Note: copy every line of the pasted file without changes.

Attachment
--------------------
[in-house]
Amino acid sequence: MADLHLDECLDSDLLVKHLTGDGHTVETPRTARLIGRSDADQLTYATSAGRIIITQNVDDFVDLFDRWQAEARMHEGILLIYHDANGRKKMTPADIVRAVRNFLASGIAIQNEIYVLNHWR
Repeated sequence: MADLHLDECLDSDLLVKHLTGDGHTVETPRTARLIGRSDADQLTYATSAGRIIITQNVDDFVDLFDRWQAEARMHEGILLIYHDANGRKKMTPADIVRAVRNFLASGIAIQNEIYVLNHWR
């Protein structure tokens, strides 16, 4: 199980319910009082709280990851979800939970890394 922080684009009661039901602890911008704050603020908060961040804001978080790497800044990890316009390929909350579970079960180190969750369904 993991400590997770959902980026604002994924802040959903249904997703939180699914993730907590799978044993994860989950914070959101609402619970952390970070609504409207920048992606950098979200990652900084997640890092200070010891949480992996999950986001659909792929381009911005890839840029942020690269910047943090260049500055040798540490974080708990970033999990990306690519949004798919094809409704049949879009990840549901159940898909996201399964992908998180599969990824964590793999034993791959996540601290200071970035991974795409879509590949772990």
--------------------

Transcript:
[in-house]
Amino acid sequence: MADLHLDECLDSDLLVKHLTGDGHTVETPRTARLIGRSDADQLTYATSAGRIIITQNVDDFVDLFDRWQAEARMHEGILLIYHDANGRKKMTPADIVRAVRNFLASGIAIQNEIYVLNHWR
Repeated sequence: MADLHLDECLDSDLLVKHLTGDGHTVETPRTARLIGRSDADQLTYATSAGRIIITQNVDDFVDLFDRWQAEARMHEGILLIYHDANGRKKMTPADIVRAVRNFLASGIAIQNEIYVLNHWR
């Protein structure tokens, strides 16, 4: 199980319910009082709280990851979800939970890394 922080684009009661039901602890911008704050603020908060961040804001978080790497800044990890316009390929909350579970079960180190969750369904 993991400590997770959902980026604002994924802040959903249904997703939180699914993730907590799978044993994860989950914070959101609402619970952390970070609504409207920048992606950098979200990652900084997640890092200070010891949480992996999950986001659909792929381009911005890839840029942020690269910047943090260049500055040798540490974080708990970033999990990306690519949004798919094809409704049949879009990840549901159940898909996201399964992908998180599969990824964590793999034993791959996540601290200071970035991974795409879509590949772990």